Every few days, Donald Trump pauses his rage-tweeting to post: “Law and Order!”
That, of course, is a racist dog whistle aimed at the ears of the people he hopes are going to vote for him Nov. 3.
Then, on the other hand, Trump commutes the prison sentence of his friend Roger Stone. Stone, you’ll remember, was convicted of seven felonies stemming from his involvement in Russian efforts to secure the presidency for Trump in 2016.
Stone, a conservative dirty trickster, was convicted of obstruction, witness tampering and lying to Congress.
So of course Trump spares him prison time.
Law and order. Right. The hypocrisy is staggering and disgusting, even in the Trump era, when there’s a new daily outrage to consider. The whole mess is exhausting.
Pardons and commutations for Trump’s friends or for people he thinks it will be politically expedient to show clemency. Law and order for the rest of us, or for most of us, anyway, especially if we’re White.
The list of Trump’s pardons and commutations is quite the cast of characters. Here it is, from the Washington Post, which deserves daily credit for chronicling Trump’s misdeeds:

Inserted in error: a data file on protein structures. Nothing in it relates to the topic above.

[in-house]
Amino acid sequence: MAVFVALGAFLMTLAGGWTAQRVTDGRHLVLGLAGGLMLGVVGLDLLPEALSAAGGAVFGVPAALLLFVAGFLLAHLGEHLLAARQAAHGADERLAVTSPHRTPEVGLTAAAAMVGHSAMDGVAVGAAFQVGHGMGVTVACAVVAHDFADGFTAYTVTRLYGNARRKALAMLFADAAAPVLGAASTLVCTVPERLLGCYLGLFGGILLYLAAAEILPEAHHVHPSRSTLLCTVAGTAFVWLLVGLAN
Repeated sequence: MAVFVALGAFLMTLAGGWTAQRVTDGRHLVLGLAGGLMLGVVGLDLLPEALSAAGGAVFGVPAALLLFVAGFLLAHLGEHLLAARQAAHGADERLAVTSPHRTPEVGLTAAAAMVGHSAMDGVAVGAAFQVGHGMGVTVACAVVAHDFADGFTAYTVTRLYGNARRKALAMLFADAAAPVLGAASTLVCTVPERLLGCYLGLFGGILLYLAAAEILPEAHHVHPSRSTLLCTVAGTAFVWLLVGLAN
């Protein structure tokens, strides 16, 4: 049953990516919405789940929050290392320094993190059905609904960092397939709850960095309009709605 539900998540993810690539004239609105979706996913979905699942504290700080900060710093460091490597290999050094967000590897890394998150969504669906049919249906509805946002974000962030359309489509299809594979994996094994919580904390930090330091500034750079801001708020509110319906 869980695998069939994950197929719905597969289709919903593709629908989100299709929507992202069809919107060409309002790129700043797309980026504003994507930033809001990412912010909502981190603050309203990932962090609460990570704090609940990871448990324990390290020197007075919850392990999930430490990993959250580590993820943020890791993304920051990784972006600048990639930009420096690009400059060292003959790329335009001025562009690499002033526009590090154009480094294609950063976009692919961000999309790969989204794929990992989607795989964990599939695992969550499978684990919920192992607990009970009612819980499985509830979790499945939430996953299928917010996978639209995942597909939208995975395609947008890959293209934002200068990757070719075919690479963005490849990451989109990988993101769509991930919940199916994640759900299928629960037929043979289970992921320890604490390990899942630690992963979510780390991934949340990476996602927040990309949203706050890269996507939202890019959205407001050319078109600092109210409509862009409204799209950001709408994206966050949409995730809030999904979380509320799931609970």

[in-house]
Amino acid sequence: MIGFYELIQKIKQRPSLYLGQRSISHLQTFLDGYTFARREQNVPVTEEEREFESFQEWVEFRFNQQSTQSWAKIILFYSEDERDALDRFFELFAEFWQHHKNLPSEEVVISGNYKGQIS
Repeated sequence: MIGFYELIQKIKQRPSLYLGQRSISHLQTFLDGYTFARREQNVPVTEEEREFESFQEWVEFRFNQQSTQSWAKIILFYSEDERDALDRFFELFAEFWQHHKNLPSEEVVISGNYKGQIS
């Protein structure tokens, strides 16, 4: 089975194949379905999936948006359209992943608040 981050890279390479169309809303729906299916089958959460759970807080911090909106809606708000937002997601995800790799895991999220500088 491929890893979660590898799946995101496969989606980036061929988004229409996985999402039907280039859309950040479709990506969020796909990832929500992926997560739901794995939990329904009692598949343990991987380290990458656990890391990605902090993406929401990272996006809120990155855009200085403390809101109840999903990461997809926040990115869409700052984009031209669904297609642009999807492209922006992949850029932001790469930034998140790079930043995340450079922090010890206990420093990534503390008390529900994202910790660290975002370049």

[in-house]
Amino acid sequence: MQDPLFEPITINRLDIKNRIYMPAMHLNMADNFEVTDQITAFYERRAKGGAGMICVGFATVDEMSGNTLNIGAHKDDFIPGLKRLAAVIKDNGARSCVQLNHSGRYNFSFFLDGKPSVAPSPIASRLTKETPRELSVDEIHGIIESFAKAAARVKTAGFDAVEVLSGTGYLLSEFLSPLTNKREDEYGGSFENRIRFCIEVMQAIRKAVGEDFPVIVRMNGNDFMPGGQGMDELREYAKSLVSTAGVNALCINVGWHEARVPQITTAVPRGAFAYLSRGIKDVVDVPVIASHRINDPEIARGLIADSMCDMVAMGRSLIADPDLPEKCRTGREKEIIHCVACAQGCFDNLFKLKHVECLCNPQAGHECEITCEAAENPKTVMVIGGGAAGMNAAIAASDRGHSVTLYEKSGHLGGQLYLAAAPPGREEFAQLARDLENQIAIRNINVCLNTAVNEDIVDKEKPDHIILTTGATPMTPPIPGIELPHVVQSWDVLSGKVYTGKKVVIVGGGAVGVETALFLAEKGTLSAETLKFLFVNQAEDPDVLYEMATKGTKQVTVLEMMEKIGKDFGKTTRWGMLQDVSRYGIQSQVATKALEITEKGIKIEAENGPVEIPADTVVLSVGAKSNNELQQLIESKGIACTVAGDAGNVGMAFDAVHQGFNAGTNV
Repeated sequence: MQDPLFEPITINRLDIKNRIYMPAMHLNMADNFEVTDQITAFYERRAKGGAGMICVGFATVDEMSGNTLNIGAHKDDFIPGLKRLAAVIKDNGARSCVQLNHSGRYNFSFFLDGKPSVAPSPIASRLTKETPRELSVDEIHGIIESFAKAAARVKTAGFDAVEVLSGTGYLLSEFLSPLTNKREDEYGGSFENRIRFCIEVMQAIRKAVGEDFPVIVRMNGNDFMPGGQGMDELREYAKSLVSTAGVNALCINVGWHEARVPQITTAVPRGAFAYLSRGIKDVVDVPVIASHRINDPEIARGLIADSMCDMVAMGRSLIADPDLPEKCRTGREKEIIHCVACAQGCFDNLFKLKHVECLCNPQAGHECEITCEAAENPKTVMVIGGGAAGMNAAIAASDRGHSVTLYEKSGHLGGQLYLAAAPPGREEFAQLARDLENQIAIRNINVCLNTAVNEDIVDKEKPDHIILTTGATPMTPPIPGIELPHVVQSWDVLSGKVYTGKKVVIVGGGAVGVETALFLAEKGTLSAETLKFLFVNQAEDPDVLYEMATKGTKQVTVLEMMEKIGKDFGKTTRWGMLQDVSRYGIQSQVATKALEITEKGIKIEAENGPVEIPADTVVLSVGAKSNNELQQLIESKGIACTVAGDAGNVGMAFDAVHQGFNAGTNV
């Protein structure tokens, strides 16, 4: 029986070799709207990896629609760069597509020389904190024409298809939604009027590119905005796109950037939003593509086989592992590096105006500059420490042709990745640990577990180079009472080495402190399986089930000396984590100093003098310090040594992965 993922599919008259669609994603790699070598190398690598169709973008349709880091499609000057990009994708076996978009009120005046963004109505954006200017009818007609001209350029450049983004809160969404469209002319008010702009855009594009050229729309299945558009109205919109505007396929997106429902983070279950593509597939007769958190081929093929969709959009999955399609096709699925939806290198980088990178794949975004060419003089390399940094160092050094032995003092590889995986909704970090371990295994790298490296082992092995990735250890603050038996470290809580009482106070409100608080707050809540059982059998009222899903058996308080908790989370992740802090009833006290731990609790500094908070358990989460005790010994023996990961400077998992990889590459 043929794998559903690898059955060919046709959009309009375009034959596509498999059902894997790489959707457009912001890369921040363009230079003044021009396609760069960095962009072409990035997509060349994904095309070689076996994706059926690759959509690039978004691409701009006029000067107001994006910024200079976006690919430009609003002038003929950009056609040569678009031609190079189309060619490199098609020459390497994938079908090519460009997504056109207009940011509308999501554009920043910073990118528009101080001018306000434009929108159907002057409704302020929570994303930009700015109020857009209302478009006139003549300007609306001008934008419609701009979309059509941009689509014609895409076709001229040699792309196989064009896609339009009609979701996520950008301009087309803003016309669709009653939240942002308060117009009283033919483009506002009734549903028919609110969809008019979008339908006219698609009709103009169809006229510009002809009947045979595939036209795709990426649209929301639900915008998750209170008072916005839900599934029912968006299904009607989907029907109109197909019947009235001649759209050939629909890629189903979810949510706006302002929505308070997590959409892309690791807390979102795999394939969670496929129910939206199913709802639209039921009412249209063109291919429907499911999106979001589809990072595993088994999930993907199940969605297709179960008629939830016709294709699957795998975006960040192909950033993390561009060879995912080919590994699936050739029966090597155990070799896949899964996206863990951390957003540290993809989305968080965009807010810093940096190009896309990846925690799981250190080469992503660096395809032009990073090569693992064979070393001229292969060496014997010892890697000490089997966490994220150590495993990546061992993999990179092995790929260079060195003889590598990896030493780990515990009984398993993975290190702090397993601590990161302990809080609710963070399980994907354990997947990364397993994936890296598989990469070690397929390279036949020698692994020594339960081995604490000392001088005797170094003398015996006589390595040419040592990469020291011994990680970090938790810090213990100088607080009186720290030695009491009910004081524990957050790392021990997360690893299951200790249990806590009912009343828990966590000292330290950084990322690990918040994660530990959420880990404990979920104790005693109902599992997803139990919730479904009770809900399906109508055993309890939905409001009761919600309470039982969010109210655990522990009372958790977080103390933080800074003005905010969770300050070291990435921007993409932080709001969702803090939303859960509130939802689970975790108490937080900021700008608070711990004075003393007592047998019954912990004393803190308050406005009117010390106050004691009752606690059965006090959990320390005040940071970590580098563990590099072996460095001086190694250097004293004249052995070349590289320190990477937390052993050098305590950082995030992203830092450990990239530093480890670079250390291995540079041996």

- Lying about contacts involving a man, Julian Assange, who served as a conduit for Russia’s interference in the 2016 U.S. election and who is currently under indictment (Stone)
- Three war crimes, including two murders (Clint Lorance)
- Murder (Michael Behenna)
- Alleged murder (Mathew Golsteyn)
- Arson that burned 139 acres of federal land (Steven and Dwight Hammond)
- Corruptly trying to sell a U.S. Senate seat for personal gain (Blagojevich)
- Using his high profile after the 9/11 attacks to commit tax fraud (Kerik)
- Refusing a judge’s order to stop detaining people suspected of being undocumented immigrants (Arpaio)
There isn’t a lot to say, really. Except that this commutation of Stone’s sentence doesn’t exist in a vacuum. Wouldn’t it be nice if we lived in a world where Roger Stone did at least a few months in prison for his various misdeeds, and George Floyd wasn’t sentenced to suffocate on the street in Minneapolis with his neck under a cop’s knee? Looks to me like there’s an awful lot of work to do.